Listen to Larry Williams now on Newstalk ZB, 4pm to 7pm. Today he discusses Maria Sharapova and the deported au pair.

Five-time grand slam winner Maria Sharapova has admitted to failing a drugs test at the Australian Open.

Sharapova tested positive for Meldonium, something she has taken since 2006 for health issues. It was put on the World Anti-Doping Agency's banned list this year.

Remarkably, Sharapova didn't even look at the banned list that was sent out to her - which is pretty arrogant.

We need to get into context what exactly Sharapova has been up to.


Meldonium is a drug that is not approved by the Food and Drug Administration in the United States - a country where Sharapova lives. She was being prescribed the drug from her family doctor in Eastern Europe. It's a Latvian pharmaceutical. All this looks a but murky to me.

The key point here is, the drug increases blood flow which improves exercise capacity, which is great for endurance. Excellent if you are a tennis player needing a bit of stamina. This means that the drug Sharapova was taking was a performance enhancing drug. It's amazing that the authorities have only just added it to its banned list.

It's even more amazing that her doctor prescribed the drug when he must have known it was performance enhancing, even if it wasn't on the banned list. You would be thinking, wouldn't you, this will eventually catch up.

Sharapova says it was prescribed because she had a family history of diabetes, and there were signs of diabetes. Oh really ? I'm not a doctor, but I find that excuse hard to swallow.

She has been on a performance enhancing drug for a decade -fact. She will surely be banned for the obligatory two years and so her career at 31 will be pretty much over.

Sharapova's lucky she's not getting some of her titles stripped as well.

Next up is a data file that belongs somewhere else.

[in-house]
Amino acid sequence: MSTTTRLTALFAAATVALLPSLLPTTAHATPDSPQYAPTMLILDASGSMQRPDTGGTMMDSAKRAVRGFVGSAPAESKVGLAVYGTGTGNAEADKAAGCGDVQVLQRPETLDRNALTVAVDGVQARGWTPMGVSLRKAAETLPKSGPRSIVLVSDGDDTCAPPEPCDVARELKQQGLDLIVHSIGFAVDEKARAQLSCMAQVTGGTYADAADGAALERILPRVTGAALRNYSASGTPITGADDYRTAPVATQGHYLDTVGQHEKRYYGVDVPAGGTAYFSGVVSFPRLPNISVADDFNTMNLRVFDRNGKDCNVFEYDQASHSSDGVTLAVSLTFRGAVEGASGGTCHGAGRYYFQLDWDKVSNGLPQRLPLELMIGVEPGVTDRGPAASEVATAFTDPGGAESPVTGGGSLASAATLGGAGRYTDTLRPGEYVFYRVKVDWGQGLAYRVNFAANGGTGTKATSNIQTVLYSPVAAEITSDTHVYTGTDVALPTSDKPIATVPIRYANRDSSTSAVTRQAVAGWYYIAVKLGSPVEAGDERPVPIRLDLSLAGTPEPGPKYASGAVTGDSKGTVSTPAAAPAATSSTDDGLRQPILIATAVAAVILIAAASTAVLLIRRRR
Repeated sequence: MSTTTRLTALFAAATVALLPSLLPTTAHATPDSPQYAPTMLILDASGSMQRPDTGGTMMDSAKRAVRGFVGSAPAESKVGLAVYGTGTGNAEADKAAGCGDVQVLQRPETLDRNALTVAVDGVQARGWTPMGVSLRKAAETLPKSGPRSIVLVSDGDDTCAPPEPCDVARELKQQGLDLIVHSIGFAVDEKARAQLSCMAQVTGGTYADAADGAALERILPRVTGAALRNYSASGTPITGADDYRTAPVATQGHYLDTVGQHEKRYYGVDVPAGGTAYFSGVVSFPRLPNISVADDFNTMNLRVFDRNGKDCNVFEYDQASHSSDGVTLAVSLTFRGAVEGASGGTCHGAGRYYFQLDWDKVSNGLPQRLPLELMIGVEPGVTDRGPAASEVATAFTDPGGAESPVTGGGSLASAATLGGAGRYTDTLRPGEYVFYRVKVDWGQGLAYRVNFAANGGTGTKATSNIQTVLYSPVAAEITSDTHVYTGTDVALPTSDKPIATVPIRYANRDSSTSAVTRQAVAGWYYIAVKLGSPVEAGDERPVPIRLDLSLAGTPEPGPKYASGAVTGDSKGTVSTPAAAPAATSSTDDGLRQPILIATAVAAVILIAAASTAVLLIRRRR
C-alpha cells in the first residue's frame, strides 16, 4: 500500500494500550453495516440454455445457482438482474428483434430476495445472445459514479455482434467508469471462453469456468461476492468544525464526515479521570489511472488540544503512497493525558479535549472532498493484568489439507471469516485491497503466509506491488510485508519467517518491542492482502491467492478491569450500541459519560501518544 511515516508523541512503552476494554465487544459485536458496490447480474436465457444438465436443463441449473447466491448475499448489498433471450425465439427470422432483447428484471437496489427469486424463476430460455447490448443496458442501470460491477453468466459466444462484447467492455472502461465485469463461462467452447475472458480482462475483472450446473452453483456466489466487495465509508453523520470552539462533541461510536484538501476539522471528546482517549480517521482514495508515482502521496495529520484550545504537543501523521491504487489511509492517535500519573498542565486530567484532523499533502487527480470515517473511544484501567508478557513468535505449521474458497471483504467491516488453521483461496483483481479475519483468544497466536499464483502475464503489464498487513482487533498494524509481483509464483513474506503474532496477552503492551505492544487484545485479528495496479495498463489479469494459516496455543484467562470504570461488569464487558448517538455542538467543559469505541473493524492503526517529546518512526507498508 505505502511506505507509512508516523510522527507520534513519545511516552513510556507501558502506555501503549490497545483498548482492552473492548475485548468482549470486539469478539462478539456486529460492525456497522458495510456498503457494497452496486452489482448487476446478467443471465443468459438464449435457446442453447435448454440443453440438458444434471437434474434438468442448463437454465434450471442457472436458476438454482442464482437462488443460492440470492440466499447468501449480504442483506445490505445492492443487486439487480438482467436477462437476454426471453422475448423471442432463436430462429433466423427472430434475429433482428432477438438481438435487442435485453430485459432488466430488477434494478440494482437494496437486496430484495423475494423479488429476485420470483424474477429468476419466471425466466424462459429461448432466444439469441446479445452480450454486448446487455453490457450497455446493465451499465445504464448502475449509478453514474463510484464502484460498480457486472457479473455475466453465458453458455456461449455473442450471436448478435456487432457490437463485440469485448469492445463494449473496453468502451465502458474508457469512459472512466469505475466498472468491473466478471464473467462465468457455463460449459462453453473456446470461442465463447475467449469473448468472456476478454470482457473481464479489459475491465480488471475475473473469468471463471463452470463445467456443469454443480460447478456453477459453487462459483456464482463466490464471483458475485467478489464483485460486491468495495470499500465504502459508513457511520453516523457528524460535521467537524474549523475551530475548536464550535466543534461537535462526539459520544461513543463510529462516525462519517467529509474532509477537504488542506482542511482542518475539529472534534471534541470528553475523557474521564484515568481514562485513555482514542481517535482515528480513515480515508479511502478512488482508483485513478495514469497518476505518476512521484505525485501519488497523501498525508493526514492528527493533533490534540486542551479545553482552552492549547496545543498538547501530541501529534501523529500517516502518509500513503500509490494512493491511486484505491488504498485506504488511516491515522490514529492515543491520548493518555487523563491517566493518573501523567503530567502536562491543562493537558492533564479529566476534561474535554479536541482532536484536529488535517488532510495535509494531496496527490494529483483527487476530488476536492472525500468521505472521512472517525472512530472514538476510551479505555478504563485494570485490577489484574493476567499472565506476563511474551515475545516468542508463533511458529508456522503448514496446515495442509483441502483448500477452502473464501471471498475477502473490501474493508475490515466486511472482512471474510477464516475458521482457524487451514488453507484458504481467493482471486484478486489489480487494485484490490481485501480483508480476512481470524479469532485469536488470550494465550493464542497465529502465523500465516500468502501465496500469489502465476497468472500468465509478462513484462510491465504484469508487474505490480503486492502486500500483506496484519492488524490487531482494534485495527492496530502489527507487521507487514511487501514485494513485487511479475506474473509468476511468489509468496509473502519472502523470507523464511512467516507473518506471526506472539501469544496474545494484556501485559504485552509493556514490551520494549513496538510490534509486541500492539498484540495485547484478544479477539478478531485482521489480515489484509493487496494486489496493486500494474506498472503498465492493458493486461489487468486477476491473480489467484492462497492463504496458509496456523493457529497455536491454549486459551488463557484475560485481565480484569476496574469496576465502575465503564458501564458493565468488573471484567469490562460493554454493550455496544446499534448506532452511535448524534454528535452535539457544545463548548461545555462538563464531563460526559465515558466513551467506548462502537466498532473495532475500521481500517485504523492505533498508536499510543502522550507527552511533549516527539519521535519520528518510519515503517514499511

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Move to deport au pair 'ruthless'

Immigration New Zealand's judgement failed them badly when they deported an 18-year-old au pair for allegedly being in breach of a holiday visa.


An Australian couple brought their children's au pair with them on a family holiday to Queenstown - claiming she wouldn't be paid or expected to work while in New Zealand.

If a person is undertaking an activity for gain or reward and includes any payment or benefit that can be valued in terms of money, which in this case meant the au pair's airfares and accommodation, then you need a work visa. The au pair didn't have a work visa so Immigration New Zealand threw her in jail and deported her the next day.

This was a ruthless irrational application of the law.

A rationale common sense application would have been:

* 18 year old on holiday for one week with sponsoring family - has return ticket.
* Very low risk of overstaying, no risk to New Zealand security.
* Entry granted.

There was no call for Immigration New Zealand's over zealous ruling. It certainly defied logic to throw her in jail.

As such it was unsurprising to see the Prime Minister say, "It sounds pretty harsh to be deporting someone because they're babysitting when they're and au pair".

Its worrying.

I'm sure there a lot of dodgy people presenting at our border and Immigration needs to strictly apply the law. The last thing we need is illegal and possibly dangerous people roaming this country. The young au pair wasn't such a case. She was "easy pickings".

It was an obvious case where discretion should have been applied.